Naked and unafraid

Pop surrealist Rey Fritsch debuts with flying colours

Rey Fritsch’s show Naked, Sleepless and Hot Pink runs until Nov. 15 at cre8ery. (Supplied photo)

For local artist Rey Fritsch, a persistent battle with insomnia has been a boon of sorts. Some of her most inspired work is born in the wee hours of the night.

“It all started because I had trouble sleeping, getting up, painting through the night, going back to sleep in the morning, getting whatever hours I could in,” Fritsch says. “Being sleep deprived has always been a big deal when it comes to my creativity.”

Naked, Sleepless and Hot Pink is Fritsch’s first official exhibition of her artwork, showing at cre8ery Gallery and Studio until Nov. 15.

“I feel like my art is really a personal part of my life that I’ve had a hard time opening up and sharing, so I think that’s where the naked part comes in. I feel very exposed, and I’m just showing myself off to the world,” Fritsch says.

The exhibition by Fritsch, whose work has been described as “pop surrealism,” combines portraits of leering eyes, artful depictions of the female form and more, all guided by Fritsch’s deft, polychromatic brushstrokes. Keen appreciators may notice one colour in particular that stands out.

“Hot pink is just my happy colour. It breaks things up in my head when I start slapping it on or I use it as an underpainting. You just can’t take it too seriously. It’s hot pink,” Fritsch says.

After posting her art to Instagram in late 2016, Fritsch’s work was met with unexpected fanfare from aesthetes and casual admirers alike.

“It was really actually frightening for me. I put it out there, and, rather quickly, people seemed to like it. I was selling, and I was able to do it full-time,” Fritsch says.

“I would say I just create. I just go with it. I love colours. I love textures.”

When Fritsch was commissioned by a friend at cre8ery to paint a portrait of the gallery cat, Odin, she crossed paths with Jordan Miller, the owner and executive director of the gallery.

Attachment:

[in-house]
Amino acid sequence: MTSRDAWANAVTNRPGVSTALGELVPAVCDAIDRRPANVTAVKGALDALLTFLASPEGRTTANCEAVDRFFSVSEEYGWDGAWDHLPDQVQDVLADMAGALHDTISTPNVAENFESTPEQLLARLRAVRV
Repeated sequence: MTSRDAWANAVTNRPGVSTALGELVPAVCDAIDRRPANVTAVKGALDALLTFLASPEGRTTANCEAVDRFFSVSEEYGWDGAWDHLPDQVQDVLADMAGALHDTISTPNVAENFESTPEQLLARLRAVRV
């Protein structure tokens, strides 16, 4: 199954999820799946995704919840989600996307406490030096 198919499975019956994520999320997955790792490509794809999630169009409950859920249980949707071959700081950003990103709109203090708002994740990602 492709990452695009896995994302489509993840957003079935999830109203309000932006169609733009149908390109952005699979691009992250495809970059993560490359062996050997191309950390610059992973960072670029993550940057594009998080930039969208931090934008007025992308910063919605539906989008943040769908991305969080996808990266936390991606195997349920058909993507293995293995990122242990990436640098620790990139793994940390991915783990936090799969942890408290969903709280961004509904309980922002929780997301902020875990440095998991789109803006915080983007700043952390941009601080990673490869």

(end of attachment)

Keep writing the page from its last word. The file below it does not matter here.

Fritsch’s “brushstrokes are extremely expressive, and that speaks volumes to how the artist is feeling herself. Some of them have drippy paint. Some of them, the drips go the wrong way, because she’s worked on it one way, and then she’s reworked it another way,” Miller says.

After noticing a lack of art spaces for novice artists at the time of her graduation from art school, Miller founded cre8ery in 2002 with first-time artists like Fritsch in mind.

cre8ery “is a gallery and studio space for artists of all levels. It’s a space for everyone,” Miller says.

“I try not to screen anything, and I don’t tell someone they’re not a good enough artist in my gallery. I’ve sold everything! I’ve sold a man eating garbage out of a garbage can,” Miller says.

Fritsch cites the simple thrill of creation as her motivating factor for sharing her artwork.

“I find the most exciting thing about painting is there is something that suddenly exists that never existed before.

I think that’s an exciting feeling,” Fritsch says. “I think it’s exciting that people look at it. I want people to leave inspired. I want people to leave feeling like they’ve been on an adventure. If people can be stoked about my art, that makes me happy.”

cre8ery Gallery and Studio is located at 125 Adelaide St. Please note that face masks are required in the building at all times.

Published in Volume 77, Number 09 of The Uniter (November 10, 2022)

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